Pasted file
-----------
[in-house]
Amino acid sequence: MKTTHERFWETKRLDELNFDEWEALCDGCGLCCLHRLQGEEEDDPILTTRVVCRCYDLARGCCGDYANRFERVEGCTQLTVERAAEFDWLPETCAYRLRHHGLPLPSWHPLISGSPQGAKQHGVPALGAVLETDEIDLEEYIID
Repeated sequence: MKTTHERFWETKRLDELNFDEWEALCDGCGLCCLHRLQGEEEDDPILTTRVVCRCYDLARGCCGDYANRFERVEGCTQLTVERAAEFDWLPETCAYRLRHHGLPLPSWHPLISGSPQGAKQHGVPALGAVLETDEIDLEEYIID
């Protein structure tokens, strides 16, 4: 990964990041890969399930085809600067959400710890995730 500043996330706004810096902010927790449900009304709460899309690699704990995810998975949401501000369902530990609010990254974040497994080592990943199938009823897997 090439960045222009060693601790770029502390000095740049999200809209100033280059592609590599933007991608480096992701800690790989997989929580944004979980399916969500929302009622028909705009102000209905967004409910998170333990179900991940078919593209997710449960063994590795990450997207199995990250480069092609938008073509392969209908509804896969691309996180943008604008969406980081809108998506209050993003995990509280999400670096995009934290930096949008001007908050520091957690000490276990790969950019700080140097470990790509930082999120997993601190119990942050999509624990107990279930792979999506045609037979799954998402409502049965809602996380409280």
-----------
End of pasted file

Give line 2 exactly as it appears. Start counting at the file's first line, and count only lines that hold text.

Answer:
Amino acid sequence: MKTTHERFWETKRLDELNFDEWEALCDGCGLCCLHRLQGEEEDDPILTTRVVCRCYDLARGCCGDYANRFERVEGCTQLTVERAAEFDWLPETCAYRLRHHGLPLPSWHPLISGSPQGAKQHGVPALGAVLETDEIDLEEYIID